Dropshipping offers a low-risk way for entrepreneurs to start a business. However, as many veteran dropshippers will tell you, there is a ceiling for growth that a dropshipping business will hit. While many store-owners might sit with stagnant growth, many others look to bulk ordering as an effective way to transition a dropshipping business to a more traditional enterprise.
In this article, we'll take a close look at dropshipping and the advantages it offers to new business owners. We'll also take a realistic look at the drawbacks and limits of dropshipping, and how transitioning to bulk ordering can open the doorway for sustainable growth.
What is Dropshipping?
Dropshipping is a shipping strategy many online stores use that allows for consistent product fulfillment without needing to order and store large amounts of inventory. When a customer orders a product from a store that uses dropshipping, the store doesn't ship the product from a warehouse. Instead, the store will pass along the order directly to a factory (usually overseas), who will then ship the product directly to the customer.
From the customer perspective, there may be no indication that the store uses dropshipping as a fulfillment method. However, for the business owner, there are several advantages to starting out using dropshipping. Of course, as a business grows, the disadvantages of using dropshipping will become apparent.
The Advantages of Dropshipping
Let's take a look at the specific advantages and disadvantages of using dropshipping.
Advantage #1: Low Start-Up Costs and Monthly Overhead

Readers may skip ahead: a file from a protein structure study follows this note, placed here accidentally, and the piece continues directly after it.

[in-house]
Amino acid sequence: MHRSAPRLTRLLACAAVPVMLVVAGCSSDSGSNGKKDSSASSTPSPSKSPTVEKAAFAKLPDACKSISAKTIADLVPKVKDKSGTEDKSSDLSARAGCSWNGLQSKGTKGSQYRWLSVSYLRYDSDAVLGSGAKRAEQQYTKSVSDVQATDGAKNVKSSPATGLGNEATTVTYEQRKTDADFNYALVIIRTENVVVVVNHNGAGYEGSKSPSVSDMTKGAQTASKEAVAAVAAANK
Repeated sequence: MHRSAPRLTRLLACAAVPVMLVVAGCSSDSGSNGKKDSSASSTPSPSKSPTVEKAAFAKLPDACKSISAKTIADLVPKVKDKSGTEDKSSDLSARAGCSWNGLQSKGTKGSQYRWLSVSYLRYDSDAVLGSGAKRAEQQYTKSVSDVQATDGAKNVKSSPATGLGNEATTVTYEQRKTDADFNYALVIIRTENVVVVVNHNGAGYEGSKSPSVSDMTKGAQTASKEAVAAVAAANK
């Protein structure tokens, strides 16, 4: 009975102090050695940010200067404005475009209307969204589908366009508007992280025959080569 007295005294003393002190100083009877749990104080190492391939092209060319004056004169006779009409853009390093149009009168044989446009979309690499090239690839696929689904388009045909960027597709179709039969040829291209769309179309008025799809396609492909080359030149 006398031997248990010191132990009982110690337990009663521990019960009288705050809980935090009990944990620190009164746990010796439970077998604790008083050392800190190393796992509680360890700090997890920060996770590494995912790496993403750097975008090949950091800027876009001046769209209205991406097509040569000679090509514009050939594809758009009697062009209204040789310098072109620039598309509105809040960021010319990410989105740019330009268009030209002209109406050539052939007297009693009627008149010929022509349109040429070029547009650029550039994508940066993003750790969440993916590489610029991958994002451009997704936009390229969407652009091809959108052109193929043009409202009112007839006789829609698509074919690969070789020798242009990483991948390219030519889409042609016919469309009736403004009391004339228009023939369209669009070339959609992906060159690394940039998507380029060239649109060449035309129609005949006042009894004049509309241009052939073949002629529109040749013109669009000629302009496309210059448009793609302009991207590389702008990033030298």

One of the primary reasons dropshipping has exploded in popularity over the past several years is because it's inexpensive to get started. If you only fulfill orders that are placed by customers, you don't have to make the initial investment of buying inventory. You also won't need to pay for warehouse storage, since you're only ordering products that customers have paid for.
This relatively low level of risk makes dropshipping a great option for new entrepreneurs. It's an opportunity to learn basic marketing and product research without risking a high level of capital. Should the product or branding idea fail, not much is lost, since very little investment is required for basic dropshipping stores.
Advantage #2: Dropshippers Don't Produce, Store, or Ship Products
Not only do dropshippers not need to store products, as we mentioned in the first advantage, they usually don't directly participate in designing, producing, or shipping the products. This lowers the barrier of entry for a dropshipping store even further, since far less business expertise is required to start and operate a dropship store.
It's common for an entrepreneur to start a dropshipping store to take advantage of a product fad (for example, fidget spinners or pop-its). This doesn't require product design, quality control of production, or organizing shipping logistics for a product. Instead, the dropshipper acts as an intermediary between the customer and the supplier, which is common for fad products that are already being produced but haven't been introduced to certain markets yet.
Dropshippers often re-brand products that are already being manufactured, which doesn't require them to produce, store, or ship the products. Many successful dropshippers were simply the first intermediaries to introduce a popular product to the American market, as is often the case with fad products.
Advantage #3: Dropshipping is Great for Testing New Products
Since much of the success of a store that uses dropshipping relies on marketing products other companies or brands haven't caught onto yet, dropshipping is a great way to test new products to a new market. If a business owner thinks that a product is going to be a big hit, dropshipping is a cost-effective way to test the market before making significant investments in inventory and storage.
In fact, many businesses that have already transitioned away from dropshipping as their primary fulfillment strategy will still use dropshipping to test unproven products. If the products prove successful, they'll transition fulfillment from dropshipping to more traditional strategies, like bulk ordering.
The Disadvantages of Dropshipping